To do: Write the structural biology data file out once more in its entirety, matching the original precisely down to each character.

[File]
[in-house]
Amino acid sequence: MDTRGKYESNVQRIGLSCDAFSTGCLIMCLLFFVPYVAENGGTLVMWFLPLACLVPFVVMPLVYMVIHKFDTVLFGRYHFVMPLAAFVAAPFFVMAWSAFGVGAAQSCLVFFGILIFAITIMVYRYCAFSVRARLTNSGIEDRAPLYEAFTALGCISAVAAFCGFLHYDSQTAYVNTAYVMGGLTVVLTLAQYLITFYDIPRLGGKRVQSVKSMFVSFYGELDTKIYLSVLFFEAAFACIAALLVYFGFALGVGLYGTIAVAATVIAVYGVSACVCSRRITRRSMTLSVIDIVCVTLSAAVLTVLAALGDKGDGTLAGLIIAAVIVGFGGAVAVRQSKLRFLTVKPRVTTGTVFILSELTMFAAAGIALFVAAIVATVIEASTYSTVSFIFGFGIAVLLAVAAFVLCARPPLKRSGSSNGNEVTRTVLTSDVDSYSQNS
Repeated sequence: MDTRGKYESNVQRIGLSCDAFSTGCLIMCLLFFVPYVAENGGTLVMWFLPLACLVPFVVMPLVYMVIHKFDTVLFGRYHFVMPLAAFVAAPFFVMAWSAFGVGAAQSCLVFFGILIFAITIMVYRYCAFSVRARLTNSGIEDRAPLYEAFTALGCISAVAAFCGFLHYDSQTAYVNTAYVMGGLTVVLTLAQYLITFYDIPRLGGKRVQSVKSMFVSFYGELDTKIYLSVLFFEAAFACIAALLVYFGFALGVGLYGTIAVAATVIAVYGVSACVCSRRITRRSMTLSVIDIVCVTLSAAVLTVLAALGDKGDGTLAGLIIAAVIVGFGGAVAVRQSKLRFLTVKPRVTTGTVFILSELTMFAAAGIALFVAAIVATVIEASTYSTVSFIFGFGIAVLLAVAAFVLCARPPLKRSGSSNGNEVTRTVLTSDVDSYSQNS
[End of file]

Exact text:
[in-house]
Amino acid sequence: MDTRGKYESNVQRIGLSCDAFSTGCLIMCLLFFVPYVAENGGTLVMWFLPLACLVPFVVMPLVYMVIHKFDTVLFGRYHFVMPLAAFVAAPFFVMAWSAFGVGAAQSCLVFFGILIFAITIMVYRYCAFSVRARLTNSGIEDRAPLYEAFTALGCISAVAAFCGFLHYDSQTAYVNTAYVMGGLTVVLTLAQYLITFYDIPRLGGKRVQSVKSMFVSFYGELDTKIYLSVLFFEAAFACIAALLVYFGFALGVGLYGTIAVAATVIAVYGVSACVCSRRITRRSMTLSVIDIVCVTLSAAVLTVLAALGDKGDGTLAGLIIAAVIVGFGGAVAVRQSKLRFLTVKPRVTTGTVFILSELTMFAAAGIALFVAAIVATVIEASTYSTVSFIFGFGIAVLLAVAAFVLCARPPLKRSGSSNGNEVTRTVLTSDVDSYSQNS
Repeated sequence: MDTRGKYESNVQRIGLSCDAFSTGCLIMCLLFFVPYVAENGGTLVMWFLPLACLVPFVVMPLVYMVIHKFDTVLFGRYHFVMPLAAFVAAPFFVMAWSAFGVGAAQSCLVFFGILIFAITIMVYRYCAFSVRARLTNSGIEDRAPLYEAFTALGCISAVAAFCGFLHYDSQTAYVNTAYVMGGLTVVLTLAQYLITFYDIPRLGGKRVQSVKSMFVSFYGELDTKIYLSVLFFEAAFACIAALLVYFGFALGVGLYGTIAVAATVIAVYGVSACVCSRRITRRSMTLSVIDIVCVTLSAAVLTVLAALGDKGDGTLAGLIIAAVIVGFGGAVAVRQSKLRFLTVKPRVTTGTVFILSELTMFAAAGIALFVAAIVATVIEASTYSTVSFIFGFGIAVLLAVAAFVLCARPPLKRSGSSNGNEVTRTVLTSDVDSYSQNS